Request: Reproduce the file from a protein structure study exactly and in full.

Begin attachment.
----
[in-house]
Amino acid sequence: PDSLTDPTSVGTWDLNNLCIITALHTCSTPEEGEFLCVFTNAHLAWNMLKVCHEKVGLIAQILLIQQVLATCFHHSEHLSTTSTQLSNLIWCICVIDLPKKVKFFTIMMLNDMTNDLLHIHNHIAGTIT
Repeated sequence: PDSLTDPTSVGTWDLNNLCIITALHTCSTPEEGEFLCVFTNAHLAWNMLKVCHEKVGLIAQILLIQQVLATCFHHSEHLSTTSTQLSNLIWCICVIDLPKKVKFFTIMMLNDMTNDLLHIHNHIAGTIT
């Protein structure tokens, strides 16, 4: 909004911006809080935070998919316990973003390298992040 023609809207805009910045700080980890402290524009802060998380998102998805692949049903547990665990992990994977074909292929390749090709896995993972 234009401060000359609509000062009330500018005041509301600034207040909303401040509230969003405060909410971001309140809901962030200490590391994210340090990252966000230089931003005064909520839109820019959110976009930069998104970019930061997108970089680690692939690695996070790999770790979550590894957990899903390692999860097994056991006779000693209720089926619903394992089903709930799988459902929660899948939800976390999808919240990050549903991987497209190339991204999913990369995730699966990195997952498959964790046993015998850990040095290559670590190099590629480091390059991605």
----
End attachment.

[in-house]
Amino acid sequence: PDSLTDPTSVGTWDLNNLCIITALHTCSTPEEGEFLCVFTNAHLAWNMLKVCHEKVGLIAQILLIQQVLATCFHHSEHLSTTSTQLSNLIWCICVIDLPKKVKFFTIMMLNDMTNDLLHIHNHIAGTIT
Repeated sequence: PDSLTDPTSVGTWDLNNLCIITALHTCSTPEEGEFLCVFTNAHLAWNMLKVCHEKVGLIAQILLIQQVLATCFHHSEHLSTTSTQLSNLIWCICVIDLPKKVKFFTIMMLNDMTNDLLHIHNHIAGTIT
């Protein structure tokens, strides 16, 4: 909004911006809080935070998919316990973003390298992040 023609809207805009910045700080980890402290524009802060998380998102998805692949049903547990665990992990994977074909292929390749090709896995993972 234009401060000359609509000062009330500018005041509301600034207040909303401040509230969003405060909410971001309140809901962030200490590391994210340090990252966000230089931003005064909520839109820019959110976009930069998104970019930061997108970089680690692939690695996070790999770790979550590894957990899903390692999860097994056991006779000693209720089926619903394992089903709930799988459902929660899948939800976390999808919240990050549903991987497209190339991204999913990369995730699966990195997952498959964790046993015998850990040095290559670590190099590629480091390059991605």